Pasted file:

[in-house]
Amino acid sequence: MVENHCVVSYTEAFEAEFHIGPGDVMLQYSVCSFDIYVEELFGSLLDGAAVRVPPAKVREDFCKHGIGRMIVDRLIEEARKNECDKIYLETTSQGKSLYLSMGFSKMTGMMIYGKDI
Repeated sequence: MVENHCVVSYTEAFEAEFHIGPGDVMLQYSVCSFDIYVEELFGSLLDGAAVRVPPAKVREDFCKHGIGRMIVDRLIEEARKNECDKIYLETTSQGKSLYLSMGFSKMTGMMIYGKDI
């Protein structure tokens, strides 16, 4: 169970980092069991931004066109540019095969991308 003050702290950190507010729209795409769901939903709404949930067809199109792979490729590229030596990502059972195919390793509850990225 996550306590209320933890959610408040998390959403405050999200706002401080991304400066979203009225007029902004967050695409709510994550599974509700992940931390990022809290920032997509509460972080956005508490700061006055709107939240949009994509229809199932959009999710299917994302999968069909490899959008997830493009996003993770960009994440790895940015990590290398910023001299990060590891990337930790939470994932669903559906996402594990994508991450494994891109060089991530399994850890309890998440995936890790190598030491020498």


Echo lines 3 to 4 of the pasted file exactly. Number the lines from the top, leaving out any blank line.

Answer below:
Repeated sequence: MVENHCVVSYTEAFEAEFHIGPGDVMLQYSVCSFDIYVEELFGSLLDGAAVRVPPAKVREDFCKHGIGRMIVDRLIEEARKNECDKIYLETTSQGKSLYLSMGFSKMTGMMIYGKDI
């Protein structure tokens, strides 16, 4: 169970980092069991931004066109540019095969991308 003050702290950190507010729209795409769901939903709404949930067809199109792979490729590229030596990502059972195919390793509850990225 996550306590209320933890959610408040998390959403405050999200706002401080991304400066979203009225007029902004967050695409709510994550599974509700992940931390990022809290920032997509509460972080956005508490700061006055709107939240949009994509229809199932959009999710299917994302999968069909490899959008997830493009996003993770960009994440790895940015990590290398910023001299990060590891990337930790939470994932669903559906996402594990994508991450494994891109060089991530399994850890309890998440995936890790190598030491020498």